As of January 2022, Ovako is using Voluntary Emission Reductions to counterbalance the carbon emissions that arise in production. These are all Scope 1 and Scope 2 emissions according to the Greenhouse Gas Protocol and ISO 14064:2018. These are verified either by the Gold Standard or Verifi ed Carbon Standard (VCS) initiatives. Calling it a way of counterbalancing Scope 1 and 2 emissions, Ms. Kangert stressed that for Ovako, Voluntary Emission Reductions comes into play only after everything possible to reduce climate impact using current technology has been done.

Looking ahead, Ovako has plans in place to reduce its carbon footprint by 80 percent by 2030 and 90 percent by 2040, primarily by converting rolling mill furnaces to run on hydrogen and this will eventually phase out the use of Voluntary Emission Reductions.

As far as reporting is concerned, Ovako prefers “cradle to gate” approach, which includes all emissions from Scopes 1, 2 and 3 upstream according to Green House Protocol and publishes Environmental Product Declarations for hot rolled bars.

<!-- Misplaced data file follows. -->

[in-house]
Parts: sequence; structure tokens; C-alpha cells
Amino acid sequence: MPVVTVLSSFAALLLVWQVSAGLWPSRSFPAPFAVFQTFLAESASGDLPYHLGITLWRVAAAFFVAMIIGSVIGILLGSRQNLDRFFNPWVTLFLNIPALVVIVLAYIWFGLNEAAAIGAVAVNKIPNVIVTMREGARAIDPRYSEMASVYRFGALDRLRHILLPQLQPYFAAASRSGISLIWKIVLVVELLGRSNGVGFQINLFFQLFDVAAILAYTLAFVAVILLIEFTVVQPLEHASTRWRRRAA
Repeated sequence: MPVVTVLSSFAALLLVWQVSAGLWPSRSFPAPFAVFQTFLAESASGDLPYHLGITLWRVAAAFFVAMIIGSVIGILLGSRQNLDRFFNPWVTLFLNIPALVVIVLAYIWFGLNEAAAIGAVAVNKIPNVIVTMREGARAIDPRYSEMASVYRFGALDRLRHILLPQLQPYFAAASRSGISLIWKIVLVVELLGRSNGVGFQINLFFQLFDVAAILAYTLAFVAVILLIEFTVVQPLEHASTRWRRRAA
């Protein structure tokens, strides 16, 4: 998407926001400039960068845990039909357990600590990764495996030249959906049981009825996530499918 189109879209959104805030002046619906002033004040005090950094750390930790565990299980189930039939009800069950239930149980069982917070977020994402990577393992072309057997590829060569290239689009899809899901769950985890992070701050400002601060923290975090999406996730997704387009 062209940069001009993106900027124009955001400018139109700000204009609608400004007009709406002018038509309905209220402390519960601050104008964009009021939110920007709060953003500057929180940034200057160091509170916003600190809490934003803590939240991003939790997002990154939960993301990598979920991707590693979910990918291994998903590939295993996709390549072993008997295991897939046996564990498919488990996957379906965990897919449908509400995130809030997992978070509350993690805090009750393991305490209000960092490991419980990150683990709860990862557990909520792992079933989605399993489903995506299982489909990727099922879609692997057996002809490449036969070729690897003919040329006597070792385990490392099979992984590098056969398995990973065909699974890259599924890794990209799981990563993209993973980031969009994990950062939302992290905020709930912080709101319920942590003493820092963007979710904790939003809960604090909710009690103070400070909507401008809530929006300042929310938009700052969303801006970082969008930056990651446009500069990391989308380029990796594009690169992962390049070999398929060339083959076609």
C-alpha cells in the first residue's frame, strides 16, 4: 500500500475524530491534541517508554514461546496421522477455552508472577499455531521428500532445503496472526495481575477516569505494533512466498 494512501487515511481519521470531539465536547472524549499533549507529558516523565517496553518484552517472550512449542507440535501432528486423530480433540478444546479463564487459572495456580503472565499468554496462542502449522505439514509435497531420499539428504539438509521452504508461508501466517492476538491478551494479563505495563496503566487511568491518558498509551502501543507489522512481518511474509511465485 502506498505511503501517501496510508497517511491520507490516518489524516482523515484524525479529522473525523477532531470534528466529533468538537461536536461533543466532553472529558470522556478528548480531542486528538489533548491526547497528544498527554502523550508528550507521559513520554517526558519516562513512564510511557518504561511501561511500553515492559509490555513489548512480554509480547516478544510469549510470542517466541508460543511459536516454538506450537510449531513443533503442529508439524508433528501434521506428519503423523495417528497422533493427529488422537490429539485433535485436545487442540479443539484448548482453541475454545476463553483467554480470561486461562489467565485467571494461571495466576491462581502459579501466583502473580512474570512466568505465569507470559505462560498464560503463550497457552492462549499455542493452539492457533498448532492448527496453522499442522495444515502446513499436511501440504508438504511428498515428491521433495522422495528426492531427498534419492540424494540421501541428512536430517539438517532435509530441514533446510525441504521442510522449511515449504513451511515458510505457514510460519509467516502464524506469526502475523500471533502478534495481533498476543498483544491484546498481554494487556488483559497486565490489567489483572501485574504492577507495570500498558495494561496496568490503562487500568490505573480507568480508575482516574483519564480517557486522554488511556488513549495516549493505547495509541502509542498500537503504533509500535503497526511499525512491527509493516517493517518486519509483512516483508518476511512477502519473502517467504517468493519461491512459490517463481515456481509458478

“Many steelmakers share figures for CO2 per tonne of crude steel and include only Scope 1 and 2 emissions, which cover direct and indirect emissions from the steelmaking itself. In such comparisons, we have a very strong position, with an average carbon footprint of less than 90 kg CO2 per tonne of steel”, Ms. Kangert added.

Elaborating on the topic, Ms. Kangert said that Ovako is working actively with its suppliers to find the best sources for all incoming material in order to include upstream emissions from production of alloys, use of recycled scrap material and lime, in the future reporting of Scope 3.

Hydrogen: a gamechanger

In March 2020, in a historic development, Ovako proved that carbon dioxide emissions from rolling can be eliminated provided the right financial support and infrastructure are in place.